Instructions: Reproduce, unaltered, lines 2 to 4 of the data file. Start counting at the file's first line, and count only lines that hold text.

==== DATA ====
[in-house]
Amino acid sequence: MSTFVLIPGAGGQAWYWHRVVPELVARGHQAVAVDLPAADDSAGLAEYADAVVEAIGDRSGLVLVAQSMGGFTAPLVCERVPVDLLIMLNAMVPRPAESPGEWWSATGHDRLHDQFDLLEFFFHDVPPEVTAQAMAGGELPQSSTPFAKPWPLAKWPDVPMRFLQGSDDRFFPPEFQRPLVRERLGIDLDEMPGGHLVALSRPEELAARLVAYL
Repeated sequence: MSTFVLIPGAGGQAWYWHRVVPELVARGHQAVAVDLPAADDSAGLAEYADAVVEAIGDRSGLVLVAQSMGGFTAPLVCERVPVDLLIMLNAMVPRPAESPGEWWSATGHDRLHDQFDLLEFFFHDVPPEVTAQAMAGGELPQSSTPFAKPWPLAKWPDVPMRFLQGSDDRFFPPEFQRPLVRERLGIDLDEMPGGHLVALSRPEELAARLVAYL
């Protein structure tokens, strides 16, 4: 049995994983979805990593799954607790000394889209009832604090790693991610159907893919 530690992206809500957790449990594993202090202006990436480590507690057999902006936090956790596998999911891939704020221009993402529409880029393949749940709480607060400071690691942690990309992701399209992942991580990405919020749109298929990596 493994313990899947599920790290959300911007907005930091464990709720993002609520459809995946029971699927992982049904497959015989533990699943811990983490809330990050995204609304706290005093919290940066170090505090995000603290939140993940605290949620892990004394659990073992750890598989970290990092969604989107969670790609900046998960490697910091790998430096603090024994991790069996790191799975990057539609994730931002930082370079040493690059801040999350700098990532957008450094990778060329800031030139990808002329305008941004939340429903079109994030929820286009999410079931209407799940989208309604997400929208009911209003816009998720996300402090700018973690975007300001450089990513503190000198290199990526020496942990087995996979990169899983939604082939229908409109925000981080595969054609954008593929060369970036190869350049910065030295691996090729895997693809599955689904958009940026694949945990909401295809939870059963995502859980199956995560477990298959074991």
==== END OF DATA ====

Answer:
Amino acid sequence: MSTFVLIPGAGGQAWYWHRVVPELVARGHQAVAVDLPAADDSAGLAEYADAVVEAIGDRSGLVLVAQSMGGFTAPLVCERVPVDLLIMLNAMVPRPAESPGEWWSATGHDRLHDQFDLLEFFFHDVPPEVTAQAMAGGELPQSSTPFAKPWPLAKWPDVPMRFLQGSDDRFFPPEFQRPLVRERLGIDLDEMPGGHLVALSRPEELAARLVAYL
Repeated sequence: MSTFVLIPGAGGQAWYWHRVVPELVARGHQAVAVDLPAADDSAGLAEYADAVVEAIGDRSGLVLVAQSMGGFTAPLVCERVPVDLLIMLNAMVPRPAESPGEWWSATGHDRLHDQFDLLEFFFHDVPPEVTAQAMAGGELPQSSTPFAKPWPLAKWPDVPMRFLQGSDDRFFPPEFQRPLVRERLGIDLDEMPGGHLVALSRPEELAARLVAYL
């Protein structure tokens, strides 16, 4: 049995994983979805990593799954607790000394889209009832604090790693991610159907893919 530690992206809500957790449990594993202090202006990436480590507690057999902006936090956790596998999911891939704020221009993402529409880029393949749940709480607060400071690691942690990309992701399209992942991580990405919020749109298929990596 493994313990899947599920790290959300911007907005930091464990709720993002609520459809995946029971699927992982049904497959015989533990699943811990983490809330990050995204609304706290005093919290940066170090505090995000603290939140993940605290949620892990004394659990073992750890598989970290990092969604989107969670790609900046998960490697910091790998430096603090024994991790069996790191799975990057539609994730931002930082370079040493690059801040999350700098990532957008450094990778060329800031030139990808002329305008941004939340429903079109994030929820286009999410079931209407799940989208309604997400929208009911209003816009998720996300402090700018973690975007300001450089990513503190000198290199990526020496942990087995996979990169899983939604082939229908409109925000981080595969054609954008593929060369970036190869350049910065030295691996090729895997693809599955689904958009940026694949945990909401295809939870059963995502859980199956995560477990298959074991």